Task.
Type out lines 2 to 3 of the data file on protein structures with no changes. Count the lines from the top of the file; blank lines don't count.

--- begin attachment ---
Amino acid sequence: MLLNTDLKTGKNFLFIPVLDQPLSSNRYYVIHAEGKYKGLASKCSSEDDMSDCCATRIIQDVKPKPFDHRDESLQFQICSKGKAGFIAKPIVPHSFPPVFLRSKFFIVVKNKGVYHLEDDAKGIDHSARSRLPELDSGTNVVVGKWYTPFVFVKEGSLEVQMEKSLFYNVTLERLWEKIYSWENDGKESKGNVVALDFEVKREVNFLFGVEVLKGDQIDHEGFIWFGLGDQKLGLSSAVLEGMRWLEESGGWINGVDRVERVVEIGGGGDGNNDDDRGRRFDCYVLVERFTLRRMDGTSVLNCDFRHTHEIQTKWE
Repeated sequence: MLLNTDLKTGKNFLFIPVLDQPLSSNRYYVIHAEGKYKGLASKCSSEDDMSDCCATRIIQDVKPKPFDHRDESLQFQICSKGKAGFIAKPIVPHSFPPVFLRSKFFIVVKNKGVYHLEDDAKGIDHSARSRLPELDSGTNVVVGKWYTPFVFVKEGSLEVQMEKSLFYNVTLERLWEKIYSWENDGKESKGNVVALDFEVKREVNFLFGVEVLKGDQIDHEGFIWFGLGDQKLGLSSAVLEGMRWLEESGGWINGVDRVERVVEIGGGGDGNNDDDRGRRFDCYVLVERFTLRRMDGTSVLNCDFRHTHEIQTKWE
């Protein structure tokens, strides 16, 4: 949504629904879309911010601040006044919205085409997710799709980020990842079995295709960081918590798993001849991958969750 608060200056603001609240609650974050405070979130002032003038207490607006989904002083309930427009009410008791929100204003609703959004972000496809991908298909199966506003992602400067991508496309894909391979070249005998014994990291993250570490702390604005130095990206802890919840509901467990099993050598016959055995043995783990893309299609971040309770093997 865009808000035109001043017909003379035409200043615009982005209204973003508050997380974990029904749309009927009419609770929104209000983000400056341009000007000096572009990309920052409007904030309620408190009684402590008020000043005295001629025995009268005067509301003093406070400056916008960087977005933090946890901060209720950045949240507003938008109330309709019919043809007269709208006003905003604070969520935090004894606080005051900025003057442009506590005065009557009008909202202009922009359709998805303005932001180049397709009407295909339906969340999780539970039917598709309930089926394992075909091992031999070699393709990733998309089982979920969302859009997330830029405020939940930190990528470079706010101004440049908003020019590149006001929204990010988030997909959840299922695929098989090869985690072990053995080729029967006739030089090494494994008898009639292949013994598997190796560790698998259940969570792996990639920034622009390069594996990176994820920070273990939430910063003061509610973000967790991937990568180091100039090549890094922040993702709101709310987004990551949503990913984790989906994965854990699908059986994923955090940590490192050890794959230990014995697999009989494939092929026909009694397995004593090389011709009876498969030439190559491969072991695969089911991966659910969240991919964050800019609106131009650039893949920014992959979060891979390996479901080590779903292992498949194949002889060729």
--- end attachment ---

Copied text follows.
Repeated sequence: MLLNTDLKTGKNFLFIPVLDQPLSSNRYYVIHAEGKYKGLASKCSSEDDMSDCCATRIIQDVKPKPFDHRDESLQFQICSKGKAGFIAKPIVPHSFPPVFLRSKFFIVVKNKGVYHLEDDAKGIDHSARSRLPELDSGTNVVVGKWYTPFVFVKEGSLEVQMEKSLFYNVTLERLWEKIYSWENDGKESKGNVVALDFEVKREVNFLFGVEVLKGDQIDHEGFIWFGLGDQKLGLSSAVLEGMRWLEESGGWINGVDRVERVVEIGGGGDGNNDDDRGRRFDCYVLVERFTLRRMDGTSVLNCDFRHTHEIQTKWE
């Protein structure tokens, strides 16, 4: 949504629904879309911010601040006044919205085409997710799709980020990842079995295709960081918590798993001849991958969750 608060200056603001609240609650974050405070979130002032003038207490607006989904002083309930427009009410008791929100204003609703959004972000496809991908298909199966506003992602400067991508496309894909391979070249005998014994990291993250570490702390604005130095990206802890919840509901467990099993050598016959055995043995783990893309299609971040309770093997 865009808000035109001043017909003379035409200043615009982005209204973003508050997380974990029904749309009927009419609770929104209000983000400056341009000007000096572009990309920052409007904030309620408190009684402590008020000043005295001629025995009268005067509301003093406070400056916008960087977005933090946890901060209720950045949240507003938008109330309709019919043809007269709208006003905003604070969520935090004894606080005051900025003057442009506590005065009557009008909202202009922009359709998805303005932001180049397709009407295909339906969340999780539970039917598709309930089926394992075909091992031999070699393709990733998309089982979920969302859009997330830029405020939940930190990528470079706010101004440049908003020019590149006001929204990010988030997909959840299922695929098989090869985690072990053995080729029967006739030089090494494994008898009639292949013994598997190796560790698998259940969570792996990639920034622009390069594996990176994820920070273990939430910063003061509610973000967790991937990568180091100039090549890094922040993702709101709310987004990551949503990913984790989906994965854990699908059986994923955090940590490192050890794959230990014995697999009989494939092929026909009694397995004593090389011709009876498969030439190559491969072991695969089911991966659910969240991919964050800019609106131009650039893949920014992959979060891979390996479901080590779903292992498949194949002889060729």